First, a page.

Algae-purified wastewater used to raise fish
Presently, in order to purify wastewater, antibacterial chemicals and ultraviolet light are among the measures commonly used. According to a new international study, however, the utilization of algae may be a more eco-friendly and energy-efficient alternative, resulting in water that's clean enough for use in aquaculture.
It was already known that algae breaks down and feeds upon waterborne compounds such as phosphorous, nitrogen, carbon and heavy metals. Additionally, as algae absorbs nutrients and blocks sunlight in the water, it outcompetes microorganisms such as harmful bacteria, causing them to starve.
With these factors in mind, scientists from India's Shoolini University collected Pseudochlorella pringsheimii algae from a natural pond, then cultivated it in tanks of raw urban wastewater that contained heavy metal pollutants and antibiotic-resistant bacteria. After 14 days, it was found that the heavy metal levels had dropped drastically, and the bacteria were almost completely eliminated.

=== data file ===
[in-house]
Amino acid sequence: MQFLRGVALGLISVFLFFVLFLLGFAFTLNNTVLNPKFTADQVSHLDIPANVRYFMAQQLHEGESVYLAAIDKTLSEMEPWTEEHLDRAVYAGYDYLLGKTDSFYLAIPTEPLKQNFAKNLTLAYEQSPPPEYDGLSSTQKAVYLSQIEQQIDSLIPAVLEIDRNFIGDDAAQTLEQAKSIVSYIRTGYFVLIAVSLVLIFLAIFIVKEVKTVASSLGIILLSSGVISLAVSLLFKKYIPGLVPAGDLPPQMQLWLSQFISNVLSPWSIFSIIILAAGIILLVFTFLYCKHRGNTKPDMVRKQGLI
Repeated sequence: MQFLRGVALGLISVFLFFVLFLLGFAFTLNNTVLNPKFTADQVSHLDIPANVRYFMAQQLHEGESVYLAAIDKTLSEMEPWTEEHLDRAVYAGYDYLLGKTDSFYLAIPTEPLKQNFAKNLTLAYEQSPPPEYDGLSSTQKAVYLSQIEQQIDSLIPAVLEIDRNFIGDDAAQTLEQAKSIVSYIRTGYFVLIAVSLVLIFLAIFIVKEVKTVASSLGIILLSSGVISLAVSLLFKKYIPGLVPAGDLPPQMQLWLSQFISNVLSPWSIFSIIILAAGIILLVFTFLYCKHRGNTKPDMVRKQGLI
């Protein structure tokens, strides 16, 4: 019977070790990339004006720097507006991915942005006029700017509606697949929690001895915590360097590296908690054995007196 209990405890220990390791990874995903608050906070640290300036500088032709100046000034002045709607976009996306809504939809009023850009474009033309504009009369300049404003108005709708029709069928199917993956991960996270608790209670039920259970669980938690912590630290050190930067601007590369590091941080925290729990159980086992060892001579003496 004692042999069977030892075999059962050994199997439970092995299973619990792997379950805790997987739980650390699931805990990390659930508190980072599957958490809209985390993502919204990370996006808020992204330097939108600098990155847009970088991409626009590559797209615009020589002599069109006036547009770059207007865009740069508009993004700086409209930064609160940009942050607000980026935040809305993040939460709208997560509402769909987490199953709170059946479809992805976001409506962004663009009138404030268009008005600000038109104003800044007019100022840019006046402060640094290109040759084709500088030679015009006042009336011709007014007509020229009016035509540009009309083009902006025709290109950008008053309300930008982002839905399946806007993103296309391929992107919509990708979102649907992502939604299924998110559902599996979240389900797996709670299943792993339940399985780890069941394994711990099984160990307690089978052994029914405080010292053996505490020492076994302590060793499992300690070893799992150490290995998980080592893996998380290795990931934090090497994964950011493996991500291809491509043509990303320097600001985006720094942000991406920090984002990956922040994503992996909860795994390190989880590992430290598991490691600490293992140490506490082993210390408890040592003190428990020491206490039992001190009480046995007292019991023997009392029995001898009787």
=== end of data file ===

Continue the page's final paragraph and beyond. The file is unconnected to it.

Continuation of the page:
Once centrifugal force had been utilized to remove the algae, both treated and untreated wastewater was used to raise separate batches of sucker fish. Although no fish survived in the untreated water, 84 percent of them survived in the treated water – what's more, their body weight increased by 47 percent over a 10-day period.
And as a side benefit, it was determined that lipids produced by the harvested algae could be processed into biofuel.
A paper on the research – which was led by Dr. Pankaj Kumar Chauhan – has been published in the journal Science of the Total Environment. Scientists at Texas-based Rice University and the Desert Research Institute in Las Vegas have also used algae to remove pollutants from wastewater.
Source: Shoolini University